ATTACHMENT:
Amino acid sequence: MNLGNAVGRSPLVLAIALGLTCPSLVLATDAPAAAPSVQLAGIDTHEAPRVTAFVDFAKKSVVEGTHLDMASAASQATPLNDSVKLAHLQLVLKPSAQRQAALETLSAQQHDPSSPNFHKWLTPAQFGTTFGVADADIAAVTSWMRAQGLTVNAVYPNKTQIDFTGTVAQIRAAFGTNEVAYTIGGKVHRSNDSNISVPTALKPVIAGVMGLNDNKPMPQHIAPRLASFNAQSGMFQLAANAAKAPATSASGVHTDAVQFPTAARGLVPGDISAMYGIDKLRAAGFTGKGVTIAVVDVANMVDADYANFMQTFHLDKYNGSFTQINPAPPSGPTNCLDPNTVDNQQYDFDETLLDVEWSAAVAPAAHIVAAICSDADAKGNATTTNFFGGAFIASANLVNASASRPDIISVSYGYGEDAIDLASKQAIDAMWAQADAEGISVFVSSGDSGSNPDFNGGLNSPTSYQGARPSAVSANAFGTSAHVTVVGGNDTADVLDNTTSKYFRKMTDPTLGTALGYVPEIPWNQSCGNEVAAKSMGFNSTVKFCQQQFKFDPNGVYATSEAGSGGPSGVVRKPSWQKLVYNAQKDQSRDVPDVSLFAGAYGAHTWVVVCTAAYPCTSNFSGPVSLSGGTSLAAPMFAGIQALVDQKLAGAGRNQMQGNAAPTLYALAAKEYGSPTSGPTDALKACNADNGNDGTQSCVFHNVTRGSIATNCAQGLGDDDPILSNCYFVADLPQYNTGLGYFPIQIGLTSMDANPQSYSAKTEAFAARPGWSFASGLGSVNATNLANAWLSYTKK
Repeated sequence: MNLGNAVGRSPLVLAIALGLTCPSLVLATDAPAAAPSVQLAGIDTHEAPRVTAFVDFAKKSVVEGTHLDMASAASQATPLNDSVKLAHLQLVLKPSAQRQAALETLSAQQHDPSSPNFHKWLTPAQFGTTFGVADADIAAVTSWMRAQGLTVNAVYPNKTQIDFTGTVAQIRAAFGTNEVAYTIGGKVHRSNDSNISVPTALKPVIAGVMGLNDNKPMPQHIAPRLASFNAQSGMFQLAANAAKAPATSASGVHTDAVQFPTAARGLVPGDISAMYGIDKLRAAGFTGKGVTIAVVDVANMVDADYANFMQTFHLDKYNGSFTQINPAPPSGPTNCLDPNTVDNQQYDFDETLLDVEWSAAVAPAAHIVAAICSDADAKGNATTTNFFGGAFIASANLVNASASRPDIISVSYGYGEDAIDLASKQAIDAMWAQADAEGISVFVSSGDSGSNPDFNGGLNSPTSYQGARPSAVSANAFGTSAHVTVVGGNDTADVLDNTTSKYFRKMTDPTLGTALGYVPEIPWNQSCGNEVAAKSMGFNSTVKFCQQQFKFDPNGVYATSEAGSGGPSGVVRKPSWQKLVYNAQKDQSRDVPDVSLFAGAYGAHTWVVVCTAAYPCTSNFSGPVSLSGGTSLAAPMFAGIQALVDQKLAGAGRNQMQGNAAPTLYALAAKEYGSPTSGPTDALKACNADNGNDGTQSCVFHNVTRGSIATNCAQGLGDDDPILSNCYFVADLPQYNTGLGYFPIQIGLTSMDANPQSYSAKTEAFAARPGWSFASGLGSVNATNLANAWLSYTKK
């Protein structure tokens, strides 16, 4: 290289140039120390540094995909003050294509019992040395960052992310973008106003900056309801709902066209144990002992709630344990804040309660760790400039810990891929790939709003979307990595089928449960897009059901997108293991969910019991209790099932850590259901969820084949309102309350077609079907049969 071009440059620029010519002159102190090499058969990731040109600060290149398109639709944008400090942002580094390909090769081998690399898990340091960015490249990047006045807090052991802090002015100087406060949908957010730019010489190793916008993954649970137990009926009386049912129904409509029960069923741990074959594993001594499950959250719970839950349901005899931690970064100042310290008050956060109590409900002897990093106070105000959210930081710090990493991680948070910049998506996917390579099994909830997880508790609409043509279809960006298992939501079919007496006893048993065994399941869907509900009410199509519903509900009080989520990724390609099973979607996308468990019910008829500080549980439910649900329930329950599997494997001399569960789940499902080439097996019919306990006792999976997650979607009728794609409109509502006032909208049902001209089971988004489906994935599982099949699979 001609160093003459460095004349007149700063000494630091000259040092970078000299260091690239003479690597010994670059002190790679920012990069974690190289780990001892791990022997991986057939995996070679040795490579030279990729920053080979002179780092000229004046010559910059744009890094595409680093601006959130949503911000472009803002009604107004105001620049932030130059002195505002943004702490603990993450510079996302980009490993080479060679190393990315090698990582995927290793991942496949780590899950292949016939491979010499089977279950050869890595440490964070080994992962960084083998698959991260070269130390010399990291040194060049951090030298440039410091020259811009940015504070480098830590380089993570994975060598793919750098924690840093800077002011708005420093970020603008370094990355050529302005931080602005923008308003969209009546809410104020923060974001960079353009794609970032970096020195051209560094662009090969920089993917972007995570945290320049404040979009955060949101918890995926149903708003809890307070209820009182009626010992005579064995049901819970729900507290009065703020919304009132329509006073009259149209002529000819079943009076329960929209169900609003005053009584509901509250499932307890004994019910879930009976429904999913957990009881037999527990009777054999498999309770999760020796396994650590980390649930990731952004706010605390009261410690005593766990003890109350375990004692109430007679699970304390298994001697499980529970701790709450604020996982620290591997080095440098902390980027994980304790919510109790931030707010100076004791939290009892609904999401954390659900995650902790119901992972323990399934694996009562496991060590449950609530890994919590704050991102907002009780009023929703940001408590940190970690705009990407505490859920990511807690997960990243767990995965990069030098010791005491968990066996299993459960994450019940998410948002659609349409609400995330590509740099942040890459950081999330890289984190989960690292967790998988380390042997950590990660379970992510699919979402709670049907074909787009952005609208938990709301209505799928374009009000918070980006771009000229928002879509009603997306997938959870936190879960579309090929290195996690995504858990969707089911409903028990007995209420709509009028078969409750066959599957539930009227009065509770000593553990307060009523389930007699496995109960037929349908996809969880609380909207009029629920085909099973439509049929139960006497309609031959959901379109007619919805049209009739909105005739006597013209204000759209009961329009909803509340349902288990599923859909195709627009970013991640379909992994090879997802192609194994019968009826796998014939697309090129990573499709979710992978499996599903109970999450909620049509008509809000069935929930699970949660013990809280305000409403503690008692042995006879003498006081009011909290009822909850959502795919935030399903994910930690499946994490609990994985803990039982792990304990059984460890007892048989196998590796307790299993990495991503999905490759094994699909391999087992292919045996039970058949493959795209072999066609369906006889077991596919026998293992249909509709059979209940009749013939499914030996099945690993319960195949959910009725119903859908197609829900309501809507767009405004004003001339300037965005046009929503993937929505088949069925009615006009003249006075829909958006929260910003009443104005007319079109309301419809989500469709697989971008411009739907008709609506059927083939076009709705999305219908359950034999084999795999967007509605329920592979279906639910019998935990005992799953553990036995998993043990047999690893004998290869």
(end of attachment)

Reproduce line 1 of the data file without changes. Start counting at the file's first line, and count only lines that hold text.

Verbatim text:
Amino acid sequence: MNLGNAVGRSPLVLAIALGLTCPSLVLATDAPAAAPSVQLAGIDTHEAPRVTAFVDFAKKSVVEGTHLDMASAASQATPLNDSVKLAHLQLVLKPSAQRQAALETLSAQQHDPSSPNFHKWLTPAQFGTTFGVADADIAAVTSWMRAQGLTVNAVYPNKTQIDFTGTVAQIRAAFGTNEVAYTIGGKVHRSNDSNISVPTALKPVIAGVMGLNDNKPMPQHIAPRLASFNAQSGMFQLAANAAKAPATSASGVHTDAVQFPTAARGLVPGDISAMYGIDKLRAAGFTGKGVTIAVVDVANMVDADYANFMQTFHLDKYNGSFTQINPAPPSGPTNCLDPNTVDNQQYDFDETLLDVEWSAAVAPAAHIVAAICSDADAKGNATTTNFFGGAFIASANLVNASASRPDIISVSYGYGEDAIDLASKQAIDAMWAQADAEGISVFVSSGDSGSNPDFNGGLNSPTSYQGARPSAVSANAFGTSAHVTVVGGNDTADVLDNTTSKYFRKMTDPTLGTALGYVPEIPWNQSCGNEVAAKSMGFNSTVKFCQQQFKFDPNGVYATSEAGSGGPSGVVRKPSWQKLVYNAQKDQSRDVPDVSLFAGAYGAHTWVVVCTAAYPCTSNFSGPVSLSGGTSLAAPMFAGIQALVDQKLAGAGRNQMQGNAAPTLYALAAKEYGSPTSGPTDALKACNADNGNDGTQSCVFHNVTRGSIATNCAQGLGDDDPILSNCYFVADLPQYNTGLGYFPIQIGLTSMDANPQSYSAKTEAFAARPGWSFASGLGSVNATNLANAWLSYTKK